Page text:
There are two great signs that you are at a fabulous barbecue joint: a line out the door and an atmosphere that is eclectic. Andy Nelson’s Southern Pit Barbecue is a big win on both counts. This past weekend, two of my children and I were looking for a place to have ribs in the Towson area of Maryland. We were lucky enough to stumble upon Andy Nelson’s place in Cockeysville.
As we drove into the lot for the establishment, my son and daughter both had the same thought, “This is a garage that has been turned into a restaurant.” However, that didn’t seem to be deterring the dozens of people that were standing in line waiting to get into the converted gas stop. As we walked up the ramp to get in line, you already could smell the smokey goodness that was billowing from inside. We waited patiently as the ordering line crept toward the counter. Being our first time here, we studied the chalkboard menu to make our choices.
My children decided to choose a full rack of the Memphis style ribs. Confronted with the option of wet or dry, they chose them to be wet because they believe that ribs need to make a mess if they are going to be any good. I opted for a pulled pork sandwich and was dreaming of getting lots of the barbecue sauce slathered on top of it.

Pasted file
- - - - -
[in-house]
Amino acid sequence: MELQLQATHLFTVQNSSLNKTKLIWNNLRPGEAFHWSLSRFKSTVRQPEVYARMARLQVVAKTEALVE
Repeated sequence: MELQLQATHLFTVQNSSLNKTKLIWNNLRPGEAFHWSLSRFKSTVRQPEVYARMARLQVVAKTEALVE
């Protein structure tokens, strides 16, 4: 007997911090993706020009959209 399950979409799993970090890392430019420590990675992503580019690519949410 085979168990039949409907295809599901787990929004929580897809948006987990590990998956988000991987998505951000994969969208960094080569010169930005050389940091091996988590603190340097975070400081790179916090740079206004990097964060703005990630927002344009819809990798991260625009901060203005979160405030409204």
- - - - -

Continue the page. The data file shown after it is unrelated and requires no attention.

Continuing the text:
My daughter went and found an open table in the back dinning area. Meanwhile, my son and I put in the order and waited the extremely short time for the order to be ready. As we worked our way through the crowds, we noticed the decor. It would be safe to say that the decor was truly eclectic. Pictures of people making barbecue, old 1950s music groups, and the occasional Elvis print made up the wall art. The other readily apparent decoration was the Baltimore Colts memorabilia, as the namesake of the place is Andy Nelson who played with the Colts in the 1950s.
We made it to the table and immediately started to consume our bounty. Within one bite, my daughter exclaimed, “Wow! This sauce on the ribs is amazing.” My son followed with, “These ribs are softer than melted butter.”
As the meat continued to fall off the bone for them, I knew these were so good I had to steal a rib or two!
The pork barbecue sandwich was a heaping portion, to which I added horseradish and onion. Throwing in some of their signature sauce, I had an extraordinary sandwich. We also enjoyed a few slices of cornbread (homemade and delicious) and some sensational coleslaw. We now understood why the lines were out the door when we drove up.
We consumed our feast as the music played a montage of 1950s music, followed by the Peanuts theme, and then some blues. The eclectic music was a fitting end to a great meal.